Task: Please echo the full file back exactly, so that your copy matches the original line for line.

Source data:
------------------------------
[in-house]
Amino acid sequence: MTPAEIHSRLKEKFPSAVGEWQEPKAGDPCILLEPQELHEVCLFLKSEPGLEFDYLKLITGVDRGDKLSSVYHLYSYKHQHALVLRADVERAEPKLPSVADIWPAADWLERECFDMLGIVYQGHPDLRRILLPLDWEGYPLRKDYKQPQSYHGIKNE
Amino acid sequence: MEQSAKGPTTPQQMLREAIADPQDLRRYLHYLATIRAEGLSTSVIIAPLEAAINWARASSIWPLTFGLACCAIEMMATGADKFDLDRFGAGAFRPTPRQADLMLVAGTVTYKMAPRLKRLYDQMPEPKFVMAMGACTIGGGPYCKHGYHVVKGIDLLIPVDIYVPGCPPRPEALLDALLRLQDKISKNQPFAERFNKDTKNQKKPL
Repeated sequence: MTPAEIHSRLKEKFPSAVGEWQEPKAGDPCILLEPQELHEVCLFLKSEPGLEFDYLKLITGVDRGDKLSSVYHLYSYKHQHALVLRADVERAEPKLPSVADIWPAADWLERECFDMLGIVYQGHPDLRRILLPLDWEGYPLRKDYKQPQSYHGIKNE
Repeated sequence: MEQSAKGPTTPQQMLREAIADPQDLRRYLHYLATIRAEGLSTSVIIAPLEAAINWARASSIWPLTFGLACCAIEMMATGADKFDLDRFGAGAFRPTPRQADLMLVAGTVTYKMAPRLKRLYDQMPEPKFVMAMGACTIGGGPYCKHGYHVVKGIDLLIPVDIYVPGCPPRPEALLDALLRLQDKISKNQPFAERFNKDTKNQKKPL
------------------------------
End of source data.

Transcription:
[in-house]
Amino acid sequence: MTPAEIHSRLKEKFPSAVGEWQEPKAGDPCILLEPQELHEVCLFLKSEPGLEFDYLKLITGVDRGDKLSSVYHLYSYKHQHALVLRADVERAEPKLPSVADIWPAADWLERECFDMLGIVYQGHPDLRRILLPLDWEGYPLRKDYKQPQSYHGIKNE
Amino acid sequence: MEQSAKGPTTPQQMLREAIADPQDLRRYLHYLATIRAEGLSTSVIIAPLEAAINWARASSIWPLTFGLACCAIEMMATGADKFDLDRFGAGAFRPTPRQADLMLVAGTVTYKMAPRLKRLYDQMPEPKFVMAMGACTIGGGPYCKHGYHVVKGIDLLIPVDIYVPGCPPRPEALLDALLRLQDKISKNQPFAERFNKDTKNQKKPL
Repeated sequence: MTPAEIHSRLKEKFPSAVGEWQEPKAGDPCILLEPQELHEVCLFLKSEPGLEFDYLKLITGVDRGDKLSSVYHLYSYKHQHALVLRADVERAEPKLPSVADIWPAADWLERECFDMLGIVYQGHPDLRRILLPLDWEGYPLRKDYKQPQSYHGIKNE
Repeated sequence: MEQSAKGPTTPQQMLREAIADPQDLRRYLHYLATIRAEGLSTSVIIAPLEAAINWARASSIWPLTFGLACCAIEMMATGADKFDLDRFGAGAFRPTPRQADLMLVAGTVTYKMAPRLKRLYDQMPEPKFVMAMGACTIGGGPYCKHGYHVVKGIDLLIPVDIYVPGCPPRPEALLDALLRLQDKISKNQPFAERFNKDTKNQKKPL